The junta is scrambling to reverse its losses. But manpower is an issue for the military that is spread thin across at least seven distinct battle scapes. An estimated 21,000 troops have been lost and unit-level defections are increasing.

In a sign of just how dire their manpower shortage is, on Feb. 10, the junta invoked the Conscription Law, passed in 2010 but never implemented. 

Draft sparks exodus

The SAC has announced its intention to conscript some 5,000 people a month in a policy that will affect as many as 14 million people, including all males between 18 and 35 and women between the ages of 18 and 27.

The draft for an unpopular civil war has already sparked an exodus to Thailand. In the first week, 7,000 people applied for visas and, in one instance, a stampede in front of the Thai consulate in Mandalay left two women dead.

Likewise, people are fleeing to territory controlled by the opposition NUG and ethnic resistance armies. Fleeing also entails the risk of the military dragooning people at checkpoints.

While conscription is a sign of weakness, it should also be seen as a sign of just how far the military junta will go to cling to power.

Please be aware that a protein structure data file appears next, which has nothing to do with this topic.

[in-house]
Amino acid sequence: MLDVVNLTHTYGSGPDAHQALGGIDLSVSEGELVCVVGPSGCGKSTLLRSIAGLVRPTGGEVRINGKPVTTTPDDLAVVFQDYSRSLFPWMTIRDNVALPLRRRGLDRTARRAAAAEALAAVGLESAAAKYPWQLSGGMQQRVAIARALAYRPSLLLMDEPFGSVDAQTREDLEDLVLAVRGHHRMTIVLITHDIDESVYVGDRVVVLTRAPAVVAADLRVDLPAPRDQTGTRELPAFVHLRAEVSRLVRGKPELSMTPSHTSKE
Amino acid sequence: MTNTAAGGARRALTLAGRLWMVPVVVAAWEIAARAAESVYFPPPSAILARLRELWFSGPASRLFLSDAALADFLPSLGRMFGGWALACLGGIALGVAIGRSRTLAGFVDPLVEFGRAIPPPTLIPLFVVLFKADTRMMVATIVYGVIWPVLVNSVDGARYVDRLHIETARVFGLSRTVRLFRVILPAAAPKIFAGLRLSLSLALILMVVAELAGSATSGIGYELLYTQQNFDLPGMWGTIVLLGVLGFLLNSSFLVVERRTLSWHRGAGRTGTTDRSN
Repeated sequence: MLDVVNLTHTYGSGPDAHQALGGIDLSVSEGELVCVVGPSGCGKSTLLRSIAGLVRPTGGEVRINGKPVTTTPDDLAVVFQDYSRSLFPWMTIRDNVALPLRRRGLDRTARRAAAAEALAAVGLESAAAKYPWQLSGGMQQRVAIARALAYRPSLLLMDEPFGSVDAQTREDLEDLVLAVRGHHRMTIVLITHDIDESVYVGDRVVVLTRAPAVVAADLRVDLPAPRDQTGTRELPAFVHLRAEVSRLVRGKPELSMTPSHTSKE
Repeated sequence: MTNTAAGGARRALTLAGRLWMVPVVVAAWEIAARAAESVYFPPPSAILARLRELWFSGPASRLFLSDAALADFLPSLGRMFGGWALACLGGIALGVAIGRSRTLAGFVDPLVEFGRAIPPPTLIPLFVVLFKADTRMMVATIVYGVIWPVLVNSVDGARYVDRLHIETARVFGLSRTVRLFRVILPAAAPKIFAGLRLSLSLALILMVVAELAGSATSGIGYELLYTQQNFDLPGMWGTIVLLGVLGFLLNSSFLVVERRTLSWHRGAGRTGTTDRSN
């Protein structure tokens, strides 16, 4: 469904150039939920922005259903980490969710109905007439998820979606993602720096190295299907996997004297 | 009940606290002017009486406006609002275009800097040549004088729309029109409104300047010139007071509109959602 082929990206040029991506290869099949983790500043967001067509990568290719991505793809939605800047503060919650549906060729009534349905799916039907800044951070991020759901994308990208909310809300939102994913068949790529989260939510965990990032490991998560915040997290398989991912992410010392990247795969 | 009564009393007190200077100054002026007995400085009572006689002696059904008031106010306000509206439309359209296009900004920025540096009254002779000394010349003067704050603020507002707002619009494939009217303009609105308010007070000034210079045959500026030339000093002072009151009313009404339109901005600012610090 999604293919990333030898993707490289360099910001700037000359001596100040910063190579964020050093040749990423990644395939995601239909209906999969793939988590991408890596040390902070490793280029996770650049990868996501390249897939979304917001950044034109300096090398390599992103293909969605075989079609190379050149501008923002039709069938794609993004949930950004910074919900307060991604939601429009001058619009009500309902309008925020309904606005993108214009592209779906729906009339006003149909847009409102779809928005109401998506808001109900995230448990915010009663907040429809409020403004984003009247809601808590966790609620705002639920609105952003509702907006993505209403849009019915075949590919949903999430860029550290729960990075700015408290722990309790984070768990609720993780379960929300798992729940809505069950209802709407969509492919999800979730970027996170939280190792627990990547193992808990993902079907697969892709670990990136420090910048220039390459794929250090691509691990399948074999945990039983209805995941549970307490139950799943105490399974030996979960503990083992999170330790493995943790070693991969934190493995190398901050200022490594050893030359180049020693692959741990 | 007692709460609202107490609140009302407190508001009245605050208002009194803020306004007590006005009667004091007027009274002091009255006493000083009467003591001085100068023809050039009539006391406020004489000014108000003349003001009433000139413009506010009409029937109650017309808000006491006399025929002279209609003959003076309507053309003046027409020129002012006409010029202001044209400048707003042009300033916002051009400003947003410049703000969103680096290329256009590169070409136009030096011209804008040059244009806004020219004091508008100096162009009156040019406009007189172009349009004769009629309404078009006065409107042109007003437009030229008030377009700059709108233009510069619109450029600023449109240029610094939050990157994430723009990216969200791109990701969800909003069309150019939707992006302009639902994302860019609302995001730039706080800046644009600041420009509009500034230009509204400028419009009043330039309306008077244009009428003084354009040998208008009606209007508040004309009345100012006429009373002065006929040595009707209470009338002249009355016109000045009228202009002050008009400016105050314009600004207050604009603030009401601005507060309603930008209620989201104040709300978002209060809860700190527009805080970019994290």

An unexploded projectile juts from the roof of a house following fighting between Myanmar's military and the Kachin Independence Army in Nam Hpat Kar, Kutkai township in Myanmar's northern Shan State, Feb. 4, 2024. (AFP)
An unexploded projectile juts from the roof of a house following fighting between Myanmar’s military and the Kachin Independence Army in Nam Hpat Kar, Kutkai township in Myanmar’s northern Shan State, Feb. 4, 2024. (AFP)

The battlefield situation is more complex, with advances and setbacks.

Violence has declined significantly in northern Shan State, where Three Brotherhood members the Myanmar National Democratic Alliance Army and Ta’ang National Liberation Army continue to abide by a Chinese-brokered ceasefire. Both are focused on restoring social services and governance in the 16 towns they captured during Operation 1027.

The junta continues to hold the frontier trading town of Muse, but the highway to the Chinese border is now controlled by the Three Brotherhood Alliance, which has allowed trade to resume, while taxing it. 

This added tax, along with skirmishes on the highway to Mandalay, has led to a significant decline in border trade. Myanmar Now reported a 20% decrease in exports to China through Muse between April 2023 and February, to $1.8 billion. In mid-February, the governor of Yunnan province traveled to Naypyidaw to discuss border issues with junta leader Min Aung Hlaing.